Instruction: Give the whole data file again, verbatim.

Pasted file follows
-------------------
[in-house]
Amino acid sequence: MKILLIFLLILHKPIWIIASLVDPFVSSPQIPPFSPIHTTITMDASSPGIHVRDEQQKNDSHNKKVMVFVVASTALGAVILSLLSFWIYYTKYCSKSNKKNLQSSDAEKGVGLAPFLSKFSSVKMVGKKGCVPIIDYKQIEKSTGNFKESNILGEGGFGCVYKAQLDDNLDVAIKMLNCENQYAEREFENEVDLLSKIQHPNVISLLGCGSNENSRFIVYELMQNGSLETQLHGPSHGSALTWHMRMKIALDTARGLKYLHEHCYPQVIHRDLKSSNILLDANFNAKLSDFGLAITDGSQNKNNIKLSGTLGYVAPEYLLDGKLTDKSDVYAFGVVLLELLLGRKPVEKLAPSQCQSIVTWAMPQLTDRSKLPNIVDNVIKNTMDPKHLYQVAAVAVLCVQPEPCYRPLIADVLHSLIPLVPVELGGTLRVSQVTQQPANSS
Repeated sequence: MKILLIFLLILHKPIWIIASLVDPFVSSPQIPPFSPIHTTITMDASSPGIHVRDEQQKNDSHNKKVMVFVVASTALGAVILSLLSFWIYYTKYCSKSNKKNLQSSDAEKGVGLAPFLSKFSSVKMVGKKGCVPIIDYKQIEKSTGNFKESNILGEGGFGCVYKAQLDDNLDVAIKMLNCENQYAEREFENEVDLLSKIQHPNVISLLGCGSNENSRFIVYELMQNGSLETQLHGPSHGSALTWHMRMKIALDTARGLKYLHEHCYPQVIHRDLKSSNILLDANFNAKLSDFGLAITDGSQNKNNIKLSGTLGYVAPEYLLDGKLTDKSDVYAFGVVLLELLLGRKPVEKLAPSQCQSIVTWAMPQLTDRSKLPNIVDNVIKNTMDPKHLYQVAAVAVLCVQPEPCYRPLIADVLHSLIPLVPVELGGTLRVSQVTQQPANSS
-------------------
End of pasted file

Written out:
[in-house]
Amino acid sequence: MKILLIFLLILHKPIWIIASLVDPFVSSPQIPPFSPIHTTITMDASSPGIHVRDEQQKNDSHNKKVMVFVVASTALGAVILSLLSFWIYYTKYCSKSNKKNLQSSDAEKGVGLAPFLSKFSSVKMVGKKGCVPIIDYKQIEKSTGNFKESNILGEGGFGCVYKAQLDDNLDVAIKMLNCENQYAEREFENEVDLLSKIQHPNVISLLGCGSNENSRFIVYELMQNGSLETQLHGPSHGSALTWHMRMKIALDTARGLKYLHEHCYPQVIHRDLKSSNILLDANFNAKLSDFGLAITDGSQNKNNIKLSGTLGYVAPEYLLDGKLTDKSDVYAFGVVLLELLLGRKPVEKLAPSQCQSIVTWAMPQLTDRSKLPNIVDNVIKNTMDPKHLYQVAAVAVLCVQPEPCYRPLIADVLHSLIPLVPVELGGTLRVSQVTQQPANSS
Repeated sequence: MKILLIFLLILHKPIWIIASLVDPFVSSPQIPPFSPIHTTITMDASSPGIHVRDEQQKNDSHNKKVMVFVVASTALGAVILSLLSFWIYYTKYCSKSNKKNLQSSDAEKGVGLAPFLSKFSSVKMVGKKGCVPIIDYKQIEKSTGNFKESNILGEGGFGCVYKAQLDDNLDVAIKMLNCENQYAEREFENEVDLLSKIQHPNVISLLGCGSNENSRFIVYELMQNGSLETQLHGPSHGSALTWHMRMKIALDTARGLKYLHEHCYPQVIHRDLKSSNILLDANFNAKLSDFGLAITDGSQNKNNIKLSGTLGYVAPEYLLDGKLTDKSDVYAFGVVLLELLLGRKPVEKLAPSQCQSIVTWAMPQLTDRSKLPNIVDNVIKNTMDPKHLYQVAAVAVLCVQPEPCYRPLIADVLHSLIPLVPVELGGTLRVSQVTQQPANSS